Motor vehicles began being used by breweries in Oshkosh in the decade prior to the start of national Prohibition in 1920. By 1911, both the Oshkosh Brewing Company and Rahr Brewing were hauling at least some of their beer around with trucks. When Peoples Brewing opened in 1913, the brewery delivered its beer by horse and wagon, but eventually transitioned to trucks.
The first picture here illustrates the gradual changeover from horse power to motor power. This photo was taken circa 1915 in front of the Oshkosh Brewing Company on Doty St. Notice the mix of both horse drawn wagons and motor trucks.
Here’s another truck with OBC beer. This appears to be from the 1930s. Those are some nice, wooden barrels. Like the horses, those wooden barrels wouldn’t be around much longer, either.
The next couple of pictures shows beer trucks in front of the Rahr Brewing Company on Rahr Ave. I’m guessing these were taken sometime during the mid-to-late 1940s.
This one shows Carl Rahr, president of Rahr Brewing, and his sister Blanche Rahr, the brewery’s secretary and treasurer.
Next up, a trio of trucks from Peoples Brewing Company. These pictures were taken at the brewery on South Main St. sometime during the late 1940s/early 1950s.
Here’s a good look at an OBC truck from the same period. As the brewery grew, its trucks also became larger.
A 1960s truck from Peoples. The brewery’s delivery trucks were serviced by Nick Hubertus at Nick’s Standard Station across the street from the brewery. His son John Hubertus says “My very first job was washing the Peoples trucks on Saturday mornings. There were eight or ten of them and at one dollar a truck that wasn’t bad for a ten-year-old kid.”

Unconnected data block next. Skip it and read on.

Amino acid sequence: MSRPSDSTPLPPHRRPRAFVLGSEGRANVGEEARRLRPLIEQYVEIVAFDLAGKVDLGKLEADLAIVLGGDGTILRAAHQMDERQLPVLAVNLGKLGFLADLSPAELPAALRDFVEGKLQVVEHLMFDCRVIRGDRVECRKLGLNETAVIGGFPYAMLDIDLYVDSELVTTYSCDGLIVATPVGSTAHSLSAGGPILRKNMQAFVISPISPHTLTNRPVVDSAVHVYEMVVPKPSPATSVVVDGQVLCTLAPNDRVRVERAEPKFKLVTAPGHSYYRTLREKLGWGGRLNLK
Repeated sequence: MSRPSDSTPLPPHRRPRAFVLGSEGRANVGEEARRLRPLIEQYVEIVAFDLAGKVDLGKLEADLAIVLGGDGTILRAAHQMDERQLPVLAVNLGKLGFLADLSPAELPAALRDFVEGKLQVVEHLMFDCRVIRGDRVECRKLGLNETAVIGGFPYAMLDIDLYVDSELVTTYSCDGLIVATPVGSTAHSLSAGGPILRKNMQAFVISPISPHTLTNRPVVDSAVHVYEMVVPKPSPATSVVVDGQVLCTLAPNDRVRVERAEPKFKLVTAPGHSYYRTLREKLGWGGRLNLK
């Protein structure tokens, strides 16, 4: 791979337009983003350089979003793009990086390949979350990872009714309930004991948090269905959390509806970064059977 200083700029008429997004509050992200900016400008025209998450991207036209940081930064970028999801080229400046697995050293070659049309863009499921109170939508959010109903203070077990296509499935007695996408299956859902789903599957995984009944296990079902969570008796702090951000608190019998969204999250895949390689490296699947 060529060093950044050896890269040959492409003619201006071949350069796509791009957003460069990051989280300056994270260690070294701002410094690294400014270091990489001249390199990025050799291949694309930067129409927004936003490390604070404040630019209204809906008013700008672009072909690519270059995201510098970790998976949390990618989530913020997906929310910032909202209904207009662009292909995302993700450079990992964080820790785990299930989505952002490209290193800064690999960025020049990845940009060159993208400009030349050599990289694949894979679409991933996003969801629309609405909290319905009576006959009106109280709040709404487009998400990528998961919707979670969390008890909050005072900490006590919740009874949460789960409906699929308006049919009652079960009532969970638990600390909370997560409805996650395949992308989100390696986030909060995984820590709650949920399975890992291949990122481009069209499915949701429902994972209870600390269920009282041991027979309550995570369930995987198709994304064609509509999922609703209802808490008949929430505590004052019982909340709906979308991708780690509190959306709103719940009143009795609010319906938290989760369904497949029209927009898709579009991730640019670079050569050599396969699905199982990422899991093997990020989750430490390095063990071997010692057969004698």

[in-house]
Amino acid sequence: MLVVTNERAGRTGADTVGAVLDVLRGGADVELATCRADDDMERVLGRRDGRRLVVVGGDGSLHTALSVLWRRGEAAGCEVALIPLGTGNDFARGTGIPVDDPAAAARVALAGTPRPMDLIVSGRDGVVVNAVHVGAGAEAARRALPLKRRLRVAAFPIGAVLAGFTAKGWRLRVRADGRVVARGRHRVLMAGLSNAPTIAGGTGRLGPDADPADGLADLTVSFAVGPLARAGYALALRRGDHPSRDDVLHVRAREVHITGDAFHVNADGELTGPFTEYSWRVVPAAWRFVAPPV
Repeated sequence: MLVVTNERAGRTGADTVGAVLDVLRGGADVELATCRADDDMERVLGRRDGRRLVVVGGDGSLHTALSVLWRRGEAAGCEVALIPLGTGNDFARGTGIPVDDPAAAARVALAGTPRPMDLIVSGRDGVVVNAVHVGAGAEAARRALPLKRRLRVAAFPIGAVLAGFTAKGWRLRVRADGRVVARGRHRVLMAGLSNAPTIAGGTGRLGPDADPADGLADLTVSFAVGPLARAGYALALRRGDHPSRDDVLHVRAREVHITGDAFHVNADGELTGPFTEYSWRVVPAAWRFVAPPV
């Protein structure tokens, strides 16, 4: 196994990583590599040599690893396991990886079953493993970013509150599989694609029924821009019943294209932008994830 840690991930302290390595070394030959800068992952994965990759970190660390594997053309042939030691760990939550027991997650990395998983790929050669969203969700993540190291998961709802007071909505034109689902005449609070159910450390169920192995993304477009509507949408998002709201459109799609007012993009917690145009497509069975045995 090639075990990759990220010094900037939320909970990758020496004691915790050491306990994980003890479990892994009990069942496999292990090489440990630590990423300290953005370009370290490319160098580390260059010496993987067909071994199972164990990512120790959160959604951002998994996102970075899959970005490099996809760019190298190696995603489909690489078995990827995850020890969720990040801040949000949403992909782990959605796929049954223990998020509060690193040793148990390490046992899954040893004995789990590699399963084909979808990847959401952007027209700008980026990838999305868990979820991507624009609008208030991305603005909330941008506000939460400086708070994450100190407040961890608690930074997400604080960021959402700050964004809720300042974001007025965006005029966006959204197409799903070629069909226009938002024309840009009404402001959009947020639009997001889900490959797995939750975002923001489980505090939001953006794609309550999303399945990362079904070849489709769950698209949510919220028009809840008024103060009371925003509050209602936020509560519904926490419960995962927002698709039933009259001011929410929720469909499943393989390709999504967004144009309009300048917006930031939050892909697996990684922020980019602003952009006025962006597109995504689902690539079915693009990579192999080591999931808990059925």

A 1960s OBC truck. This one is looking the worse for wear. The brewery was also in decline.
A couple of novelty trucks from OBC. These pictures are from the 1960s. This first shows “Old Hank.” David Uihlein, the president of OBC, was a collector of vintage vehicles. Uihlein used this Model A Ford truck that he found in a junkyard and restored. The truck was used for local deliveries and promotions.
OBC, Peoples and Rahr have all bit the dust, but we still have beer trucks hauling Oshkosh-brewed beer. Here’s a picture taken last week of the Fox River Brewing Company’s truck.
We’ll end on an historical note. Last Friday, August 14, Bare Bones Brewery loaded its first batch of beer for distribution onto a van owned by Oshkosh’s Lee Beverage. I can tell you from experience, the beer going into that van is a hell of a lot better than the beer that comes from the bottle you see on the side of the van.